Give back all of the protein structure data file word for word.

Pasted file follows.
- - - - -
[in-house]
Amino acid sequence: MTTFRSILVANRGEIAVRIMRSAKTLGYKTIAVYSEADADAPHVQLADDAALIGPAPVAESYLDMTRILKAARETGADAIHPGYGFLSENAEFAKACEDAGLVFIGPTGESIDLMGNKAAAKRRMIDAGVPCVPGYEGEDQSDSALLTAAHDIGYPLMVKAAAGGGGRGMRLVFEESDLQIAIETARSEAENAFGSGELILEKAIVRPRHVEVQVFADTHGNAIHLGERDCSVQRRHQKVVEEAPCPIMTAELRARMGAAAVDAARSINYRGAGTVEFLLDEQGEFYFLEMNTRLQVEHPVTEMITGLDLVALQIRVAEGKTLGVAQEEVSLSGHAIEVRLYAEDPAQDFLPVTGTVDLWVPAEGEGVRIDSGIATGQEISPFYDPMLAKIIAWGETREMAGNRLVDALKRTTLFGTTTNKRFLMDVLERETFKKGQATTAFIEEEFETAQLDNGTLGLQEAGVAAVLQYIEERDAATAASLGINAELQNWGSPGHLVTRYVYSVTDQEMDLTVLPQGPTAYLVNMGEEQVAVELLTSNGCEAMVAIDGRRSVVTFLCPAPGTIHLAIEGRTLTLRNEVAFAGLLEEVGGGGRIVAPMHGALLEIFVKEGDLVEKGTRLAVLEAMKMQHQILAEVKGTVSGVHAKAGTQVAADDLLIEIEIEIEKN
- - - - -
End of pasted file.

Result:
[in-house]
Amino acid sequence: MTTFRSILVANRGEIAVRIMRSAKTLGYKTIAVYSEADADAPHVQLADDAALIGPAPVAESYLDMTRILKAARETGADAIHPGYGFLSENAEFAKACEDAGLVFIGPTGESIDLMGNKAAAKRRMIDAGVPCVPGYEGEDQSDSALLTAAHDIGYPLMVKAAAGGGGRGMRLVFEESDLQIAIETARSEAENAFGSGELILEKAIVRPRHVEVQVFADTHGNAIHLGERDCSVQRRHQKVVEEAPCPIMTAELRARMGAAAVDAARSINYRGAGTVEFLLDEQGEFYFLEMNTRLQVEHPVTEMITGLDLVALQIRVAEGKTLGVAQEEVSLSGHAIEVRLYAEDPAQDFLPVTGTVDLWVPAEGEGVRIDSGIATGQEISPFYDPMLAKIIAWGETREMAGNRLVDALKRTTLFGTTTNKRFLMDVLERETFKKGQATTAFIEEEFETAQLDNGTLGLQEAGVAAVLQYIEERDAATAASLGINAELQNWGSPGHLVTRYVYSVTDQEMDLTVLPQGPTAYLVNMGEEQVAVELLTSNGCEAMVAIDGRRSVVTFLCPAPGTIHLAIEGRTLTLRNEVAFAGLLEEVGGGGRIVAPMHGALLEIFVKEGDLVEKGTRLAVLEAMKMQHQILAEVKGTVSGVHAKAGTQVAADDLLIEIEIEIEKN